A young woman walks past graffiti called “Death of Euro” by French street artist Goin in central Athens on June 19. (Aris Messinis/AFP/Getty Images)

Greek officials said Monday that there is no way that they could come up with the money required to meet the country’s debt payment of 1.6 billion euros ($1.7 billion) due Tuesday to the International Monetary Fund.

Five years of Greece’s economic troubles and the grueling austerity that resulted have sawed away at its middle class.

“This is an invisible war,” Stalo Mestana told The Washington Post.  “It’s like an emotional, economic war.” She said.

[At barren shops and closed banks, Greeks feel strain of ‘economic war’]

It’s also a “war” documented by the graffiti painted on buildings across the country.

“Graffiti in Athens used to be all about football, politics or teenage crushes,” the Associated Press recently wrote, “silly enough to be laughed off, rare enough to be frowned upon.” But as the country burrowed deeper into financial distress, Greek graffiti has shifted focus. Wheatpaste posters and murals show anger, frustration and political awareness.

“The middle class and the working class in Greece have been ruined,” Mapet, a Greek dentist turned street artist told the New York Times last year. “My goal is to deliver social and political counterpropaganda, and make people think.”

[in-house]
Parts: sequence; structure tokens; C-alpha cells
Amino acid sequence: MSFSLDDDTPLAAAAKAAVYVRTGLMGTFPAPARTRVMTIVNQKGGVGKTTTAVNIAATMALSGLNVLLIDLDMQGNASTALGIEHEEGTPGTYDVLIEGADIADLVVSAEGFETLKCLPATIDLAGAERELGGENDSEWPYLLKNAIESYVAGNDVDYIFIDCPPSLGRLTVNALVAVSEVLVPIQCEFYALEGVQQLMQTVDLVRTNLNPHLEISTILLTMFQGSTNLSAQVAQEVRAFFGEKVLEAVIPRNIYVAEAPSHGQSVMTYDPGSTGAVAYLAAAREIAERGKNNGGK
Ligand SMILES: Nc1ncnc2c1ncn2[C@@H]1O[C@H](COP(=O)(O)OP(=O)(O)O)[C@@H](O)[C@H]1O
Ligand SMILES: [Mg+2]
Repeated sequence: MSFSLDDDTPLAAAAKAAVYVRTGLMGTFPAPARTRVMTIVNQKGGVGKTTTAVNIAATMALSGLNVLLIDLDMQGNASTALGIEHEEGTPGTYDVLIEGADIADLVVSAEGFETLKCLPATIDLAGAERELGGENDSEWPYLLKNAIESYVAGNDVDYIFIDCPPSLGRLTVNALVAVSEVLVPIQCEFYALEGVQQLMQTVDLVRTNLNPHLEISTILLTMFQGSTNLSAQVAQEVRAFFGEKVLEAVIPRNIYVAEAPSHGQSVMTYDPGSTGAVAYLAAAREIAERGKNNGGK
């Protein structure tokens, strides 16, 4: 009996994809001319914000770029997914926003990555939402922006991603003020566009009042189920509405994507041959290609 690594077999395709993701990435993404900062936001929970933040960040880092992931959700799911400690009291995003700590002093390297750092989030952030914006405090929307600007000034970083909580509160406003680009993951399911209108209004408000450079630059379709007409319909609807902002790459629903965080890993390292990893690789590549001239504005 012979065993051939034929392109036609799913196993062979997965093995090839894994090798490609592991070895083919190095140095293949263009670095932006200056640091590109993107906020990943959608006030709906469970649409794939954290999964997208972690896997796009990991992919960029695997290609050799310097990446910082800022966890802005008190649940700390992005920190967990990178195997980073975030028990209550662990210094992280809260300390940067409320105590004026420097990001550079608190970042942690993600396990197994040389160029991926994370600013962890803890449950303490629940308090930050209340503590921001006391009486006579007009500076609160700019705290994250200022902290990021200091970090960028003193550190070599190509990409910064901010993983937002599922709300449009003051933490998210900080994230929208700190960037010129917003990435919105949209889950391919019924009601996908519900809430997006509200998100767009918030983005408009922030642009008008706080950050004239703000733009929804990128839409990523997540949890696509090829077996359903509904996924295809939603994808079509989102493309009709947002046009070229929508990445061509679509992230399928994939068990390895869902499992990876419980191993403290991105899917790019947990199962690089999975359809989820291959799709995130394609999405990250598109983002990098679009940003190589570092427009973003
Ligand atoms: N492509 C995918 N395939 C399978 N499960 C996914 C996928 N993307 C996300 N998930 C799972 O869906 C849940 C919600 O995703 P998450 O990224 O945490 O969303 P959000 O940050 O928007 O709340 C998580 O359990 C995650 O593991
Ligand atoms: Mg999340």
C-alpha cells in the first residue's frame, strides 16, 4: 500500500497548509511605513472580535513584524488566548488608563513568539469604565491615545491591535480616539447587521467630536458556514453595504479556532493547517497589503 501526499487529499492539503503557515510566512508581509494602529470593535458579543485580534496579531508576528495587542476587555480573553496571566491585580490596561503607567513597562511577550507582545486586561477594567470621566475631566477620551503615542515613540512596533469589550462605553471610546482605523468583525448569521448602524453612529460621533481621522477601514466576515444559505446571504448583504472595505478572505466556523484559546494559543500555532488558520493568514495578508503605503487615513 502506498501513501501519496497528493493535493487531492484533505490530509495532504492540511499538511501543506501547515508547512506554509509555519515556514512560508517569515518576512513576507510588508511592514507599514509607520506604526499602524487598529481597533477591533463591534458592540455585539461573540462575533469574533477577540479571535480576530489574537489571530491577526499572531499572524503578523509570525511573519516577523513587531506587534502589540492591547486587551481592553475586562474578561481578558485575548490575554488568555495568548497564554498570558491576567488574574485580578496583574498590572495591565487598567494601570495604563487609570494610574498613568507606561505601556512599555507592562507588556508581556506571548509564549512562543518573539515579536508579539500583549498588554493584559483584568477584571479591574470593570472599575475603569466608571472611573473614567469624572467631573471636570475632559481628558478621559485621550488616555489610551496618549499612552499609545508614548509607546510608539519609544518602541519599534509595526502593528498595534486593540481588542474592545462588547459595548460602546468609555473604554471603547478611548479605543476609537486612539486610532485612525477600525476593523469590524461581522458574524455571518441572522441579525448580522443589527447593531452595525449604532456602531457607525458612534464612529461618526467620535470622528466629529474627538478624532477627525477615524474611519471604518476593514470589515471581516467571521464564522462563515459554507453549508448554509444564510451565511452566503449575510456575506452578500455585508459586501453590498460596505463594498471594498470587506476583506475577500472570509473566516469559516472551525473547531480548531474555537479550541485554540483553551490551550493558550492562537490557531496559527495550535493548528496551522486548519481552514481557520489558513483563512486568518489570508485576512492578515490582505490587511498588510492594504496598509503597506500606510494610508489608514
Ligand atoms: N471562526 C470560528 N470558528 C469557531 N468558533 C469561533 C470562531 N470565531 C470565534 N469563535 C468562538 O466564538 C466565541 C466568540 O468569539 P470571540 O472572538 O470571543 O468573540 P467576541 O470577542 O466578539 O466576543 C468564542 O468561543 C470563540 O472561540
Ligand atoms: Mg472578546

“If you want to learn about a city, look at its walls,” Greek street artist iNO, told the Times last year. “Take a walk in the center of Athens, and you will get it.”

(Orestis Panagiotou/European Pressphoto Agency)

(Daniel Ochoa de Olza/AP)

Two murals, on the right made by street artist EX!T, and on the left, by N_Grams (Petros Giannakouris/AP)

Greek street artist Achilles. (Alkis Konstantinidis/Reuters)

“Greece vs Everybody.” (Louisa Gouliamaki/AFP/Getty Images)

The word painted over the European Union flag reads, “No.” (Alkis Konstantinidis)

A man passes graffiti depicting ”The Winged Victory of Samothrace,” left, and ”The Antikythera mechanism” on an old building at the port of Piraeus, near Athens on June 28. (Thanassis Stavrakis/AP)

(Petros Giannakouris/AP)

“Cut the debt, IMF go home.” (Alexandros Vlachos/European Pressphoto Agency)

(Thanassis Stavrakis/AP)

“5€” by street artist Wild Drawing. (Petros Giannakouris/AP)

“Free Greece from the European prison” (Angelos Tzortzinis/AFP/Getty Images)

Greek street artist Bleeps. (Petros Giannakouris/AP)

“Mrs Merkel we still love you – Greece.” (Aris Messinis/AFP/Getty Images

(Thanassis Stavrakis/AP)

(Alkis Konstantinidis/Reuters)